What Are Downer Drugs?

Downer Drugs | What Are They? | Recovery in Tune

Downer drugs are central nervous system (CNS) depressants that slow activity in the brain and body. These drugs work by increasing the production of the neurotransmitter GABA. This chemical messager functions to reduce the activity of the neurons to which it binds. This action results in effects such as relaxation and drowsiness and sometimes decreased inhibition. 

Historically, “downer” is a term that most often referred to barbiturates or hypnotic sleep aids, but it can refer to any drug that has properties that depresses the CNS. CNS depressants are effective at treating a variety of conditions, such as insomnia, anxiety, panic attacks, pain, and seizures. 

Types of Downer Drugs

Substances that are classified as CNS depressants include the following:

  • Alcohol
  • Barbiturates
  • Benzodiazepines (benzos)
  • Sleep aids
  • Muscle Relaxers
  • Antipsychotics

One thing that all downer drugs have in common is the ability to reduce activity in the CNS. However, there are key differences among substances within this class of drugs. Perhaps most significantly, some are considered to be safer and have less potential for abuse and addiction than others. That said, all can still be subject to misuse, and most can result in some level of dependence.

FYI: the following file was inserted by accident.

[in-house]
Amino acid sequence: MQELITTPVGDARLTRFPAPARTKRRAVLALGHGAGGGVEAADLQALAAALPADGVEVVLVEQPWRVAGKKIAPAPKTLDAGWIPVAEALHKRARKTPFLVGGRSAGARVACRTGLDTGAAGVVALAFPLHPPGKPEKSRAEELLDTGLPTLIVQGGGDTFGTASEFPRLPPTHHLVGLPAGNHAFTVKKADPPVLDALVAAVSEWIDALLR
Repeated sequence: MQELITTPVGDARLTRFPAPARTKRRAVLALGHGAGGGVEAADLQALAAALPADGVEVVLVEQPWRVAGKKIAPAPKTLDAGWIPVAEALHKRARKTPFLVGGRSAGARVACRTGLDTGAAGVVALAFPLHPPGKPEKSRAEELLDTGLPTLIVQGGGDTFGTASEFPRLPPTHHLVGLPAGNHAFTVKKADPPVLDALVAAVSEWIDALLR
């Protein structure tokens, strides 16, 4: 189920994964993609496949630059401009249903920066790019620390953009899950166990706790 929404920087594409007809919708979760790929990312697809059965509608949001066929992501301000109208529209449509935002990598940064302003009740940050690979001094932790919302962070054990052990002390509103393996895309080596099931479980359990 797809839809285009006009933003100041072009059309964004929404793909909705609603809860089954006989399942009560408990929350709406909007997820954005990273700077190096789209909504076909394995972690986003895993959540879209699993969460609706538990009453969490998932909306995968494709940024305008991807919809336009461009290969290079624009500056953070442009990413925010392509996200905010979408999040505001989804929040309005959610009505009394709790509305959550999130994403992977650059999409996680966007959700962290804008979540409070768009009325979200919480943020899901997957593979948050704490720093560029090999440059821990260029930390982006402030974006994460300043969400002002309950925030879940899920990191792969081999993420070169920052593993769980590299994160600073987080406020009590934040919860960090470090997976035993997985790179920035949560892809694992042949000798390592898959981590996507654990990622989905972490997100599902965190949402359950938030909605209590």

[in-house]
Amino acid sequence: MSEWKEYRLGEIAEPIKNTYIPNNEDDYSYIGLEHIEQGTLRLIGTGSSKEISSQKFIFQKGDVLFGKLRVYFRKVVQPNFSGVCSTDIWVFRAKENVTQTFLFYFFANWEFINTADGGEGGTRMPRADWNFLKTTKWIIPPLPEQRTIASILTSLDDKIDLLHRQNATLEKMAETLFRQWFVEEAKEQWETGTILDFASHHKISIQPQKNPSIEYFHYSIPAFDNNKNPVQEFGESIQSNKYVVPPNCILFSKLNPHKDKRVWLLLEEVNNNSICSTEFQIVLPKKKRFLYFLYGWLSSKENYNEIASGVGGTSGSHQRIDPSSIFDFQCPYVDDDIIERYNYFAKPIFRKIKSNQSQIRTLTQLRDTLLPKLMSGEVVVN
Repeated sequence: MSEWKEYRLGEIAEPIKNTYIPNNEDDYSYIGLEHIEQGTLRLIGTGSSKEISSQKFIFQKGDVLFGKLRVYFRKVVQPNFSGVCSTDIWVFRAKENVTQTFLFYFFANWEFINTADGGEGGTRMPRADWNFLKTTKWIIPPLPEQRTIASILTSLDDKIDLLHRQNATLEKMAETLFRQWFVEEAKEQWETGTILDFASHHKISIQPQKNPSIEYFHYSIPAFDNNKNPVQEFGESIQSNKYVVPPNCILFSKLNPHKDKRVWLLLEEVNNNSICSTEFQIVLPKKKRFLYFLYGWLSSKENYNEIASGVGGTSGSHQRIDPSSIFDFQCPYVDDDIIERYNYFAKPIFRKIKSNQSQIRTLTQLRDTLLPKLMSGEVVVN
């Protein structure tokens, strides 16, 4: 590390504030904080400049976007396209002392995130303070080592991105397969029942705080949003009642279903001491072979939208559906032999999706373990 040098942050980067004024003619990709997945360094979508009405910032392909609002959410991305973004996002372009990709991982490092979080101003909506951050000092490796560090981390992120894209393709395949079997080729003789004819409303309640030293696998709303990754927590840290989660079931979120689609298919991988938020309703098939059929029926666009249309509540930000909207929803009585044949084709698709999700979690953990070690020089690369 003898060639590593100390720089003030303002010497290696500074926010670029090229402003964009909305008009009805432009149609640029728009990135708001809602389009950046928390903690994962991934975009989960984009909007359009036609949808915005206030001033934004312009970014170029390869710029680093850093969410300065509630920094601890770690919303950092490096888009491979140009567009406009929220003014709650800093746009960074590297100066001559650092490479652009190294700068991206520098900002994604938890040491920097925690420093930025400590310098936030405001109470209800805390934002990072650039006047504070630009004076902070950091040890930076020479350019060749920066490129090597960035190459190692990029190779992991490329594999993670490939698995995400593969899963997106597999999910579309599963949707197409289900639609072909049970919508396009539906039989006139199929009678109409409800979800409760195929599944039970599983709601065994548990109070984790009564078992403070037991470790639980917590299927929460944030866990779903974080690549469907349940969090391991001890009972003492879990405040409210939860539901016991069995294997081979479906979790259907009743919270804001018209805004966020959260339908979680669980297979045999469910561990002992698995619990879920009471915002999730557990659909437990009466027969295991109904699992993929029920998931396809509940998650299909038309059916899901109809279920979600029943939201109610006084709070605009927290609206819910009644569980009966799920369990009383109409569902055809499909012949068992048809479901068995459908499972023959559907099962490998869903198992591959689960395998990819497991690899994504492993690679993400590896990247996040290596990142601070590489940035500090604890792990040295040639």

Alcohol

Alcohol is the most commonly used drug in the world. The amount of alcohol and the ABV (alcohol by volume) directly influences the degree to which the CNS becomes depressed. However, alcohol consumption can also increase the level of the feel-good chemical dopamine in the brain. This action can result in the drinker feeling more social, euphoric, and even energetic—at least initially.

For this reason, many people don’t realize that alcohol is fundamentally a depressant. Unfortunately, however, this temporary effect is eventually overtaken by alcohol’s depressant properties if the person drinks to excess. Instead of feeling good and relaxed, adverse emotional responses such as anger may develop. In extreme cases, this can be followed by life-threatening CNS depression and alcohol poisoning.